Belan's story....

Grantee: Mother Love Program at YWCA

My name is Belan. I am currently 18 years old. When I was fifteen I got pregnant - I was very scared. Both my boyfriend and I dropped out of school so he could get a job to help support us and I could look after my baby. I knew I wanted a better life for my daughter so I decided to go back and finish high school. In my second year I joined the MotherLove. I worked with a case manager every week and we would discuss how I was doing at school, plus she would ensure I had enough diapers and clothes for my daughter that MotherLove had received through donations. MotherLove also helped me with applying for scholarships to college. I go to school Monday to Friday and I was successful in getting my CMA (Certified Nursing Assistant) and I am now studying nursing. 

The support of the MotherLove program has empowered me to finish my education and reach my goals to become a professional woman and give my daughter a better life.

 

Jane's story....

Grantee: Asheville Humane Society

Jane was a victim of domestic violence.  While working with a local domestic violence shelter, her two beloved dogs stayed in the care of the Asheville Humane Society through the Safe Pets program.  Once Jane found a place to live, she was able to bring her dogs home.  Jane called us a couple of weeks later.  Unfortunately, her German Shepherd, Hattie, had developed a mass on her anal gland that was growing quickly.  Jane was devastated – she had managed to escape her abuser with only her clothing and her dogs, and she had no money to even have Hattie seen by a vet.  Her dogs were all she had left.  Through the Veterinary Assistance Program, AHS was able to assist Jane in not only getting Hattie in for an exam, but also with part of the cost of the surgery, making it possible for Hattie to remain happy and healthy in her home where she is loved.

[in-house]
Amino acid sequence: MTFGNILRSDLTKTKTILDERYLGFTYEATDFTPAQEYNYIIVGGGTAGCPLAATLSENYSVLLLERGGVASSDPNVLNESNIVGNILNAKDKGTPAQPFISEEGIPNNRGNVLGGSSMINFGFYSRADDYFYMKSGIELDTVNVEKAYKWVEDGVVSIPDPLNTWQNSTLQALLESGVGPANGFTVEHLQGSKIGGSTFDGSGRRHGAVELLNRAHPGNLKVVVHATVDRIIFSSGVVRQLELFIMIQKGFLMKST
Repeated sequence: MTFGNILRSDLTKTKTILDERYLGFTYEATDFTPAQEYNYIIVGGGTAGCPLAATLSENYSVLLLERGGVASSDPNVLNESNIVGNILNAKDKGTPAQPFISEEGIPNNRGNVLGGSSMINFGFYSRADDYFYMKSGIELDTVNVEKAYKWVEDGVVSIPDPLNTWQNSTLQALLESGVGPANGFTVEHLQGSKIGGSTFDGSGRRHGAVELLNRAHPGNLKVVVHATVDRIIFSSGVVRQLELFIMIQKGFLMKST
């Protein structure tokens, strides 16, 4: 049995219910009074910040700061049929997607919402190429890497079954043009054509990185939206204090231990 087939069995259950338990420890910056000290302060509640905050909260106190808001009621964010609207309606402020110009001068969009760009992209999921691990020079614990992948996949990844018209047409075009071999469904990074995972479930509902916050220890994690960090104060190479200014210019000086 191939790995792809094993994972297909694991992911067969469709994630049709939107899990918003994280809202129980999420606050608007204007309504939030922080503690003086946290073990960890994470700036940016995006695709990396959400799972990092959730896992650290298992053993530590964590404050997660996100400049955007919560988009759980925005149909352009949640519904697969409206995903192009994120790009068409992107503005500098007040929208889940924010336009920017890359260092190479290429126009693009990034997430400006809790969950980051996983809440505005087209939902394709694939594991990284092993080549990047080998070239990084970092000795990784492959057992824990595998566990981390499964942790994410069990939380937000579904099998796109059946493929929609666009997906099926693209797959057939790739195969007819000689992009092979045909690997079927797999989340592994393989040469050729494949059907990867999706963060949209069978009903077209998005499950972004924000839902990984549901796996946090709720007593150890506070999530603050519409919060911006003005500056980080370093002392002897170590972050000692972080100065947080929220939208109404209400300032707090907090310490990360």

Melia's story....

Grantee: Arts for Life

At age 12, Melia was in the hospital waiting for a heart transplant. Imagine. She knew what was at risk; without a new heart, life would be limited. Imagine how that feels. How do you wait? How do you live with the stress?

Melia went to the Art Table. She painted. She drew. She created - all on one theme: hearts.

Her masterpiece was a beautiful dress created piece by piece with a healthy heart hidden inside. You couldn’t see the heart easily, but it was there.

Then one day, she received the ultimate gift: her own new heart. That made all the difference. A heart beating steadily gave her energy. It gave her time. It gave her life.

You are the heart for Arts For Life. Folks may not see you, but you are our life’s blood.

You are the heartbeat, making sure Arts For Life is there - giving seriously ill children the deep comfort of creativity.

We couldn’t do this without you.